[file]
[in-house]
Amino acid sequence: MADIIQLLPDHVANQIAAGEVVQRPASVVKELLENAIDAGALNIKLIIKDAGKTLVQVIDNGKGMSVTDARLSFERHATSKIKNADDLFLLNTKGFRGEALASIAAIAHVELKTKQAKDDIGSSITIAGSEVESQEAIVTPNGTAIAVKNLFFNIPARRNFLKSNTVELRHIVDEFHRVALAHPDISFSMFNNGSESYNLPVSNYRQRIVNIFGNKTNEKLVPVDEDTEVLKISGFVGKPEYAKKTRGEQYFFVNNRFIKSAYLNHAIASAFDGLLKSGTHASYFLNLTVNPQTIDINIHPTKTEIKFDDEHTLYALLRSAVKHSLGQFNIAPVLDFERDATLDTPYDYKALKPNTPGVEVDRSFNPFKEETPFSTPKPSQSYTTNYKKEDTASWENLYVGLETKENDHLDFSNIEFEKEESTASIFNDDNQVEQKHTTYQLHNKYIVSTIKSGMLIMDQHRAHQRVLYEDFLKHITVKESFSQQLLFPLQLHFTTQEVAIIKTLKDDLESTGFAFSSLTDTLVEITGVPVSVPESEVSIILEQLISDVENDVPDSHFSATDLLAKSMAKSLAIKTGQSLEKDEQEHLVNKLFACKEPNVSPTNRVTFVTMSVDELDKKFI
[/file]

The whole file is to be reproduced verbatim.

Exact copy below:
[in-house]
Amino acid sequence: MADIIQLLPDHVANQIAAGEVVQRPASVVKELLENAIDAGALNIKLIIKDAGKTLVQVIDNGKGMSVTDARLSFERHATSKIKNADDLFLLNTKGFRGEALASIAAIAHVELKTKQAKDDIGSSITIAGSEVESQEAIVTPNGTAIAVKNLFFNIPARRNFLKSNTVELRHIVDEFHRVALAHPDISFSMFNNGSESYNLPVSNYRQRIVNIFGNKTNEKLVPVDEDTEVLKISGFVGKPEYAKKTRGEQYFFVNNRFIKSAYLNHAIASAFDGLLKSGTHASYFLNLTVNPQTIDINIHPTKTEIKFDDEHTLYALLRSAVKHSLGQFNIAPVLDFERDATLDTPYDYKALKPNTPGVEVDRSFNPFKEETPFSTPKPSQSYTTNYKKEDTASWENLYVGLETKENDHLDFSNIEFEKEESTASIFNDDNQVEQKHTTYQLHNKYIVSTIKSGMLIMDQHRAHQRVLYEDFLKHITVKESFSQQLLFPLQLHFTTQEVAIIKTLKDDLESTGFAFSSLTDTLVEITGVPVSVPESEVSIILEQLISDVENDVPDSHFSATDLLAKSMAKSLAIKTGQSLEKDEQEHLVNKLFACKEPNVSPTNRVTFVTMSVDELDKKFI